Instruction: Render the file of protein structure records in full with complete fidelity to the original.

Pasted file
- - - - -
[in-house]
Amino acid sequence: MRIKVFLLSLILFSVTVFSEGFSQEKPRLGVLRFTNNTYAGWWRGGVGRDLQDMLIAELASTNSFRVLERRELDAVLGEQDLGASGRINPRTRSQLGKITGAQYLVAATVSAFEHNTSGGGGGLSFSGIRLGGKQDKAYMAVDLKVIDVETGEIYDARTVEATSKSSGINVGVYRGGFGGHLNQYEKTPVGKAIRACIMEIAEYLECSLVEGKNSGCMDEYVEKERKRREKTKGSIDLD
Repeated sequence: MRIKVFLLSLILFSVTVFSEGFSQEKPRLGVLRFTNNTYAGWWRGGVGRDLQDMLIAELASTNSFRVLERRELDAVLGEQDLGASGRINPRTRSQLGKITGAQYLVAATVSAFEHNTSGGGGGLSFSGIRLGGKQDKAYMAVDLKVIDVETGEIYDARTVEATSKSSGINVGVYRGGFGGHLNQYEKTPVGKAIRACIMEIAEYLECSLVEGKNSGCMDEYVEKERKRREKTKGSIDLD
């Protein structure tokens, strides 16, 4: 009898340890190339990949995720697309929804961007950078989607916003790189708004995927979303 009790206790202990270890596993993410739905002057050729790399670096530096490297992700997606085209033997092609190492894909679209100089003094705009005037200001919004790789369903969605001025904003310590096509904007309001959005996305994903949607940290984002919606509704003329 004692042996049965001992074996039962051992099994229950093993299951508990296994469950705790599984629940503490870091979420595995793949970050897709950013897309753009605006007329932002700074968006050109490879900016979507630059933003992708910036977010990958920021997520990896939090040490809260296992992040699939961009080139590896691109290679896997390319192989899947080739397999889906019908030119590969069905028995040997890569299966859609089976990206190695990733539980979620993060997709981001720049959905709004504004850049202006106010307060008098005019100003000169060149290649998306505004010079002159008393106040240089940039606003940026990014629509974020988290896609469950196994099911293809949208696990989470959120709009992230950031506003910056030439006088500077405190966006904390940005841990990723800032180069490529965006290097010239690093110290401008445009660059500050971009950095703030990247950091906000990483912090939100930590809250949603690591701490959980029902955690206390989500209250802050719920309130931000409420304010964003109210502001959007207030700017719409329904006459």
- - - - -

[in-house]
Amino acid sequence: MRIKVFLLSLILFSVTVFSEGFSQEKPRLGVLRFTNNTYAGWWRGGVGRDLQDMLIAELASTNSFRVLERRELDAVLGEQDLGASGRINPRTRSQLGKITGAQYLVAATVSAFEHNTSGGGGGLSFSGIRLGGKQDKAYMAVDLKVIDVETGEIYDARTVEATSKSSGINVGVYRGGFGGHLNQYEKTPVGKAIRACIMEIAEYLECSLVEGKNSGCMDEYVEKERKRREKTKGSIDLD
Repeated sequence: MRIKVFLLSLILFSVTVFSEGFSQEKPRLGVLRFTNNTYAGWWRGGVGRDLQDMLIAELASTNSFRVLERRELDAVLGEQDLGASGRINPRTRSQLGKITGAQYLVAATVSAFEHNTSGGGGGLSFSGIRLGGKQDKAYMAVDLKVIDVETGEIYDARTVEATSKSSGINVGVYRGGFGGHLNQYEKTPVGKAIRACIMEIAEYLECSLVEGKNSGCMDEYVEKERKRREKTKGSIDLD
């Protein structure tokens, strides 16, 4: 009898340890190339990949995720697309929804961007950078989607916003790189708004995927979303 009790206790202990270890596993993410739905002057050729790399670096530096490297992700997606085209033997092609190492894909679209100089003094705009005037200001919004790789369903969605001025904003310590096509904007309001959005996305994903949607940290984002919606509704003329 004692042996049965001992074996039962051992099994229950093993299951508990296994469950705790599984629940503490870091979420595995793949970050897709950013897309753009605006007329932002700074968006050109490879900016979507630059933003992708910036977010990958920021997520990896939090040490809260296992992040699939961009080139590896691109290679896997390319192989899947080739397999889906019908030119590969069905028995040997890569299966859609089976990206190695990733539980979620993060997709981001720049959905709004504004850049202006106010307060008098005019100003000169060149290649998306505004010079002159008393106040240089940039606003940026990014629509974020988290896609469950196994099911293809949208696990989470959120709009992230950031506003910056030439006088500077405190966006904390940005841990990723800032180069490529965006290097010239690093110290401008445009660059500050971009950095703030990247950091906000990483912090939100930590809250949603690591701490959980029902955690206390989500209250802050719920309130931000409420304010964003109210502001959007207030700017719409329904006459």